Many famous and infamous dogs have lived in the White House throughout the rich history of the United States. President after president will decide on a family pet, and the decision is usually a very public one, with constituents weighing in. Occasionally, the White House pet receives as much attention from the media as the hot topics do.
One example is Richard Nixon’s dog, Checkers. In 1952, the former president was a candidate for the vice president seat, running with Dwight D. Eisenhower. The media focused on an $18,000 campaign contribution that Nixon may have used for personal gain. To get back on America’s good side and to remain on the ticket, Nixon addressed the nation with a speech denying using the contribution for person use. He also stated that he received Checkers as a gift and he would not be giving the dog back. This later turned Sept. 23 into Dogs in Politics Day. Here are a few other famous White House canines.
Fala, Franklin D. Roosevelt
Arguably one of the most famous presidential pets, Fala is a Scottish terrier that captured the hearts of many Americans. Fala was an early Christmas gift to President Franklin D. Roosevelt, and his full name is Murray the Outlaw of Falahill, after his famous Scottish ancestor, John Murray of Falahill. Fala traveled with Roosevelt to Hyde Park, N.Y. and Warm Springs, Ga. He also made public appearances with Roosevelt, including special events and meetings with officials abroad. Roosevelt was criticized for accidentally leaving Fala behind on the Aleutian Islands while on tour there and sent a U.S. Navy destroyer to retrieve Fala at a high cost. The “Fala Speech” defended the dog, and it reportedly helped positively turn the election around for Roosevelt. Fala lived to be 11 years old, and he was buried next to the Roosevelts in the rose garden at Springwood. A statue of Fala is featured alongside Roosevelt in Washington, D.C.
Millie, George H.W. Bush
Millie was named for Mildred Caldwell Kerr, a long-time friend of the Bushes. She was the pet Springer spaniel of Barbara and George H.W. Bush, and she is recognized as one of the most famous White House dogs in history. During his 1992 bid for re-election, Bush mentioned Millie in his speech, saying that Millie knows more about foreign affairs than his opponents, Bill Clinton and Al Gore. Millie is credited as the author of Millie’s Book: As Dictated by Barbara Bush, making Millie the only “first pet” to write a book. She was also portrayed in an episode of Murphy Brown and Wings.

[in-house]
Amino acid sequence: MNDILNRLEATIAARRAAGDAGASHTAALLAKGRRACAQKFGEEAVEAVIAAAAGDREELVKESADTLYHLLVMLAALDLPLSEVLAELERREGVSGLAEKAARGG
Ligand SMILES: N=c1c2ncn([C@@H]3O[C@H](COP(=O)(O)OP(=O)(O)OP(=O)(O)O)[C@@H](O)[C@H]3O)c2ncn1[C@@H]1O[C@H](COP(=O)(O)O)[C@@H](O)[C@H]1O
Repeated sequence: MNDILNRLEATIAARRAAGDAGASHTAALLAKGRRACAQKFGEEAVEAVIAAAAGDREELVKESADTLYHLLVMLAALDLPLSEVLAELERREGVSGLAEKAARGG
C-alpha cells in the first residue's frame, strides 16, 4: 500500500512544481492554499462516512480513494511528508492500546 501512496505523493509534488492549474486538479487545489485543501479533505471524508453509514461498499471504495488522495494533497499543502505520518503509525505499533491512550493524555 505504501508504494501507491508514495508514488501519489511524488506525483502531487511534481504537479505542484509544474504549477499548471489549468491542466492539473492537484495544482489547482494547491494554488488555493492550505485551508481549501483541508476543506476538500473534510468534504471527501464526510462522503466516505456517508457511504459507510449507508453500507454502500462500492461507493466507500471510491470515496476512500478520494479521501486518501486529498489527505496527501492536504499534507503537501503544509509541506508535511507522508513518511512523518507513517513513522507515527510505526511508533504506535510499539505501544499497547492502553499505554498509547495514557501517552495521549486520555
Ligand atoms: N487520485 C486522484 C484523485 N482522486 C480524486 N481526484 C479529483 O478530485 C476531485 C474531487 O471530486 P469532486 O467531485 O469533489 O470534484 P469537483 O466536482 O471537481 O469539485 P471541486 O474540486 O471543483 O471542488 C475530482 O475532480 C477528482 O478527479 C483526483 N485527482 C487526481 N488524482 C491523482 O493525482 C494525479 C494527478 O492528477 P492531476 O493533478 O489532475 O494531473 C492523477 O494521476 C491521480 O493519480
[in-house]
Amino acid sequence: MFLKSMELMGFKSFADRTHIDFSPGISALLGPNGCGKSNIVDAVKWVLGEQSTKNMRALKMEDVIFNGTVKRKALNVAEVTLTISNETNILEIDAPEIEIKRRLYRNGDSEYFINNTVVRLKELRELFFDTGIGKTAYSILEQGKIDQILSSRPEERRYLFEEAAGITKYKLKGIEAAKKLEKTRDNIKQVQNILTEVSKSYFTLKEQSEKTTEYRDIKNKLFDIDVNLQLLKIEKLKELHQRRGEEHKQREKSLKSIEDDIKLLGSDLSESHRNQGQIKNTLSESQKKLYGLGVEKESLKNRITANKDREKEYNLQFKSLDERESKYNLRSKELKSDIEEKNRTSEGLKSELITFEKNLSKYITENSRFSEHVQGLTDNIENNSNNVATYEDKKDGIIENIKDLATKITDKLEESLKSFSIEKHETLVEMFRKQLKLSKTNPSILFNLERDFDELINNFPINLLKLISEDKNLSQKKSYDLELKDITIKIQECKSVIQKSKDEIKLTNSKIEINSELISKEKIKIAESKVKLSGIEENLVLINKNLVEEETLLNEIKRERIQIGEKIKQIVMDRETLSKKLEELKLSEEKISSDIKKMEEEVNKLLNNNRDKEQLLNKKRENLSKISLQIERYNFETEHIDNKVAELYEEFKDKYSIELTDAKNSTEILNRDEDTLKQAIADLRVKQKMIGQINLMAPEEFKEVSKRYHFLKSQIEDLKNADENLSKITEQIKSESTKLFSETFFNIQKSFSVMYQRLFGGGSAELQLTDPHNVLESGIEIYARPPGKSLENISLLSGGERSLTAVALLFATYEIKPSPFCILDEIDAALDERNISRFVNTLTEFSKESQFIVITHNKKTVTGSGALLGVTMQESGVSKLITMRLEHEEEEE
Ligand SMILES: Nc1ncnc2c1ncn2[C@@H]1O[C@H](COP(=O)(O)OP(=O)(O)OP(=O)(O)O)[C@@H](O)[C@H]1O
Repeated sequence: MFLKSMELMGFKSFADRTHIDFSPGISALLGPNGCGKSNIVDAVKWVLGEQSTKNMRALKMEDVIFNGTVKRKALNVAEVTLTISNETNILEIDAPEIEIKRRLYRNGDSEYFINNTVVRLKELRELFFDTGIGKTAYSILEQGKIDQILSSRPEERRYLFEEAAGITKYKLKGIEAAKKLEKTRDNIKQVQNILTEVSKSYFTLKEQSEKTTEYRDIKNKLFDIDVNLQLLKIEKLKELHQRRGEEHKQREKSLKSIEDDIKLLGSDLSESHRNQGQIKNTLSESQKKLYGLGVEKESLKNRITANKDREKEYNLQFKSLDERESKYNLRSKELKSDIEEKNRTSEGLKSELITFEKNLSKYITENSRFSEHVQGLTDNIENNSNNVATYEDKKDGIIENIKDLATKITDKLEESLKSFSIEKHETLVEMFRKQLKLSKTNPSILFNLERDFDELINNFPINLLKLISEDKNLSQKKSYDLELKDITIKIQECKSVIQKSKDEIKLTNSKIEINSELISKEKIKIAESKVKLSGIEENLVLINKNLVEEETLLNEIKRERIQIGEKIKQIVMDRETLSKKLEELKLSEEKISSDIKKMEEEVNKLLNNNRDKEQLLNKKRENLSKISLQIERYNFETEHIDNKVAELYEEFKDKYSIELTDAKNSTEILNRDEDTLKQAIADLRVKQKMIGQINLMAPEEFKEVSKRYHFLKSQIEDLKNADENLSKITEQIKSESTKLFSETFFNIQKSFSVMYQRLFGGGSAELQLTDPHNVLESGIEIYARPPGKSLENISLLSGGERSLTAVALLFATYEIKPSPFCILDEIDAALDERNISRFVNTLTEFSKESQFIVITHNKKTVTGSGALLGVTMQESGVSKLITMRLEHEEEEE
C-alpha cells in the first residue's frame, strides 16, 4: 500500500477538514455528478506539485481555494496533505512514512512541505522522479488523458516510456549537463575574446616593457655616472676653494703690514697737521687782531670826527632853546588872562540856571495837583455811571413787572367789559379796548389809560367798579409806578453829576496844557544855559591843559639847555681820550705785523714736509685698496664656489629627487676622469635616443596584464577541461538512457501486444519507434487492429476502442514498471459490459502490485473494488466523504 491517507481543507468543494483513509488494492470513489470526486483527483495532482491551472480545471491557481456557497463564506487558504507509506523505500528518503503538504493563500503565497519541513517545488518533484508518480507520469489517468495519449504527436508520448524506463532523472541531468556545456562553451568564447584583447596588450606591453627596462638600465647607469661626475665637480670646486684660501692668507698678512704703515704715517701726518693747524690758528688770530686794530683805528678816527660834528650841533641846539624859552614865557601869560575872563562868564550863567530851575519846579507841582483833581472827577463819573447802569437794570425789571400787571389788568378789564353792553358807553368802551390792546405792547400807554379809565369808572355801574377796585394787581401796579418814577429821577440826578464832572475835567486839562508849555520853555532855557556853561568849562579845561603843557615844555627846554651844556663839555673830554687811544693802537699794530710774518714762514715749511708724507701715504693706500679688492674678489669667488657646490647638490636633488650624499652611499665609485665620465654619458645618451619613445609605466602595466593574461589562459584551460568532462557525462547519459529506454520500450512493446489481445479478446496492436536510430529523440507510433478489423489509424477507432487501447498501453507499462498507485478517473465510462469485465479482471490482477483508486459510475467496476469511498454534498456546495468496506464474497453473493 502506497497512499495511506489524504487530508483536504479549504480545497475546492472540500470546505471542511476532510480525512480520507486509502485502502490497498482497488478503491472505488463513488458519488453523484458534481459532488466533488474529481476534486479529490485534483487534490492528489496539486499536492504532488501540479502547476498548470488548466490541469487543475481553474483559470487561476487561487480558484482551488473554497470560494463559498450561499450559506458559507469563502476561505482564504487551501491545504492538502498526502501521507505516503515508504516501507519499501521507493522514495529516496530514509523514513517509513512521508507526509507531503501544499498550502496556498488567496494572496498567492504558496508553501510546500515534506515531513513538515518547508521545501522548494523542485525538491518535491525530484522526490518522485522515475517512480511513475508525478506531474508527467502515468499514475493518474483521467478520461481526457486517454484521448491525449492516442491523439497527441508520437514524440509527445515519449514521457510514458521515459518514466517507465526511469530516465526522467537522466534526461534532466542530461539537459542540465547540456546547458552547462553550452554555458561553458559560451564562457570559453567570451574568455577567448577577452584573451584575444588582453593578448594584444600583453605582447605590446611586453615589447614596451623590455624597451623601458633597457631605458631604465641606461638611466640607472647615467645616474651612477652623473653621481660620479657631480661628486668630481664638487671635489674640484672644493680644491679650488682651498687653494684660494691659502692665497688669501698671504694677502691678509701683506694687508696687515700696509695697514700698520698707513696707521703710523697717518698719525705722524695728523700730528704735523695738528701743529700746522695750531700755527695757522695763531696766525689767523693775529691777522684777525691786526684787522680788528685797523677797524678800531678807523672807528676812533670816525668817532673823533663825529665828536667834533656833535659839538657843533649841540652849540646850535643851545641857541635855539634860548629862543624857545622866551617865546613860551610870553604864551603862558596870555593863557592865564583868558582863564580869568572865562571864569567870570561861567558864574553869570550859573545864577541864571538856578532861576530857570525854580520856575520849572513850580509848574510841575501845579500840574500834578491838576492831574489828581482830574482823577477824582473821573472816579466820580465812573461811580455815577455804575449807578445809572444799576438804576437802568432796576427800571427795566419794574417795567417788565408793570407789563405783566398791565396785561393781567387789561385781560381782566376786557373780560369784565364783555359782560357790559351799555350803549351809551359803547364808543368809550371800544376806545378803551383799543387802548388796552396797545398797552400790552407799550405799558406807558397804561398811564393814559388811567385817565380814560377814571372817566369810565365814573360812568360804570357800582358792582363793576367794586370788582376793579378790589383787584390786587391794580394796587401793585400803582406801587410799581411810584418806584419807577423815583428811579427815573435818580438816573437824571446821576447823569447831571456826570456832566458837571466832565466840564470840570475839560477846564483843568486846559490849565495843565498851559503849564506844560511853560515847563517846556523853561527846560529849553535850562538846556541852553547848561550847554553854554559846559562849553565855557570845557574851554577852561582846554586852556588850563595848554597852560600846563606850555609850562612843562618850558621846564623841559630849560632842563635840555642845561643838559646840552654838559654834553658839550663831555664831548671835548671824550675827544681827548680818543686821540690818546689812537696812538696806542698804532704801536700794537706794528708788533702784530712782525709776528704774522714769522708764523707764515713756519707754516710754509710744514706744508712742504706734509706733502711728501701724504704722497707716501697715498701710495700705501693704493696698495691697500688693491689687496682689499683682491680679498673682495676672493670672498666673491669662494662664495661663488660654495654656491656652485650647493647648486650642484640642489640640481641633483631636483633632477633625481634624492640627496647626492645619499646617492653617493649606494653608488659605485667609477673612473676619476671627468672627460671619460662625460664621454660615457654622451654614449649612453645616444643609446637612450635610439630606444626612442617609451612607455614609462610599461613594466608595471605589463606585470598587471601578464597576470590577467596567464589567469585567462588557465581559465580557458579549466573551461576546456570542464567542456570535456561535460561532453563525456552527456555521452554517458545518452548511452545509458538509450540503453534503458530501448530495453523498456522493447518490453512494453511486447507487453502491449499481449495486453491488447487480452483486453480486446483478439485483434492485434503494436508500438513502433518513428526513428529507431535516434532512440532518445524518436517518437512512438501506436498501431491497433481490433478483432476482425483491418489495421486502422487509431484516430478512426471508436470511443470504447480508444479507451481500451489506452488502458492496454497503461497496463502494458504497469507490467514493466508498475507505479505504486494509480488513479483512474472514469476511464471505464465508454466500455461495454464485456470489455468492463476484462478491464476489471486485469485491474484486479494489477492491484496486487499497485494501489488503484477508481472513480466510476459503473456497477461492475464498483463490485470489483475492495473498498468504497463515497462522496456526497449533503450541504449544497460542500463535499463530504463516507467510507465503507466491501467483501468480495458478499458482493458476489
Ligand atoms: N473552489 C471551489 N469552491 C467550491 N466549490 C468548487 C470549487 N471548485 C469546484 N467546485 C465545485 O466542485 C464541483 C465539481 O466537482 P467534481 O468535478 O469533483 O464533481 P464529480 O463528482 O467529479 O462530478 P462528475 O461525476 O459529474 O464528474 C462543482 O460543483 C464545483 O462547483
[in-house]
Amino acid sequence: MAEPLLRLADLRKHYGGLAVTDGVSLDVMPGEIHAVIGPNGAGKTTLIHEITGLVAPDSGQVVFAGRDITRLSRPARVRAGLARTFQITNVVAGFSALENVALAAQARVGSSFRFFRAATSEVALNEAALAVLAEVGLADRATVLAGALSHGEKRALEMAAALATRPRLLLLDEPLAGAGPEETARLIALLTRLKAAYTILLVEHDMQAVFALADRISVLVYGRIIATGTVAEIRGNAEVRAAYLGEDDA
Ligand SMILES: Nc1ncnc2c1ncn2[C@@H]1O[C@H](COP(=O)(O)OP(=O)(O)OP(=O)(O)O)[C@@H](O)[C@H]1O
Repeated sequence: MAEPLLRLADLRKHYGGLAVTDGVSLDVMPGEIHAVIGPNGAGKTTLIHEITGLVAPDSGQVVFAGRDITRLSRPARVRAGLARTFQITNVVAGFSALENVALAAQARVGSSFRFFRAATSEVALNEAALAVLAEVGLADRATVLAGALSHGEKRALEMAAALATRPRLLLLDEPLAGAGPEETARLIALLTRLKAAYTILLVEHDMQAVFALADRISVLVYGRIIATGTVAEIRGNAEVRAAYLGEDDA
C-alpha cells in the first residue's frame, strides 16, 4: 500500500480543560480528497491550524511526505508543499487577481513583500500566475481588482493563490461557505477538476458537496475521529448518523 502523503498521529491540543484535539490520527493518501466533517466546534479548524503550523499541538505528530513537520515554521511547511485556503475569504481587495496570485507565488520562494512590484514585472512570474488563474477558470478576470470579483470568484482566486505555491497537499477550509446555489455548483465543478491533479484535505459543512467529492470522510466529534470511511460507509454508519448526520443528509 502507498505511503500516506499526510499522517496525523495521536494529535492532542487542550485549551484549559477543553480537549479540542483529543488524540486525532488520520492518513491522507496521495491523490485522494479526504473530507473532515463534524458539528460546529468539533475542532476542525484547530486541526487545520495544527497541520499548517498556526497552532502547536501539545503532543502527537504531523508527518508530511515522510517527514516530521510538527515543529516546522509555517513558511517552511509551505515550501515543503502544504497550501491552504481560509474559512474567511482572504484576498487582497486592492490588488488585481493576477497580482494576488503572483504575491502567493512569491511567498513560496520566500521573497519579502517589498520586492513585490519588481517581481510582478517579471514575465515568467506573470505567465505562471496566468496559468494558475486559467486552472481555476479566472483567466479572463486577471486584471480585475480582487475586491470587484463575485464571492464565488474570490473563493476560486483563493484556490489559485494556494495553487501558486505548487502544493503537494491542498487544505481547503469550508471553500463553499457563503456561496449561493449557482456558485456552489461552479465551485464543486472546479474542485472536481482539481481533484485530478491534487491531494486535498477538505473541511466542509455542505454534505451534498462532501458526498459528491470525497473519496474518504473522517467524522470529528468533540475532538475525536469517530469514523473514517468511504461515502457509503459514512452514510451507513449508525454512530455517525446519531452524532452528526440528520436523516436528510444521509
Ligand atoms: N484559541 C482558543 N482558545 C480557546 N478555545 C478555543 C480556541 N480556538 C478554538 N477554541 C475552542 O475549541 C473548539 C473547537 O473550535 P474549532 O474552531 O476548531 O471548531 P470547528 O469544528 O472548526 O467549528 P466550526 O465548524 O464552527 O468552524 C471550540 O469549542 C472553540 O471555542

Him and Her, Lyndon B. Johnson
These two beagles were the most famous of President Lyndon B. Johnson’s dogs. Johnson was frequently photographed playing with them. One photograph that caught the attention of many was taken in 1964, when Johnson lifted Him up by his ears to greet a group on the White House lawn. Her died at the White House in November 1964 after she swallowed a stone. Him died in June 1966 after he was hit by a car while chasing a squirrel on the White House lawn. One of Him’s offspring, Freckles, was adopted by a White House staff member after the Johnsons left the White House.
Barney, George W. Bush
Barney is former President George W. Bush’s Scottish terrier. He was a gift from former New Jersey Governor Christine Todd Whitman to former First Lady Laura Bush. Most notably, Barney was the main star of the White House’s annual Christmas videos during the Bush administration. He starred in a total of 11 government film productions Barney was criticized by former White House official, Karl Rove, who said Barney was nothing but a “lump.” Russian Prime Minister Vladimir Putin also criticized Barney and Bush saying that world leaders should own large, robust dogs, not smaller breeds. Putin went on to say that his black Labrador, Koni, is bigger, tougher, stronger, faster and meaner than Barney.
Bo, Barack Obama
Bo is the newest member of the first family. He is a Portuguese water dog, and he was the final choice because of Malia Obama’s allergies. Besides being the “first dog,” Bo’s claim to fame is his brother, Cappy. Cappy, named for Amigo’s Captain Courageous, was the late Senator Ted Kennedy’s dog. Although he has not been in office long, Bo has received quite a bit of media attention, as the public was interested to see what breed the Obamas would adopt. Originally, the Obama family seemed to emphasize their desire to adopt a shelter dog, but Bo was a gift from Senator Kennedy. However, Bo is considered to be a second-chance dog, as things did not work out for him at his first home. Upon joining the first family, Bo was immediately depicted in four children’s books, as well as a plush toy.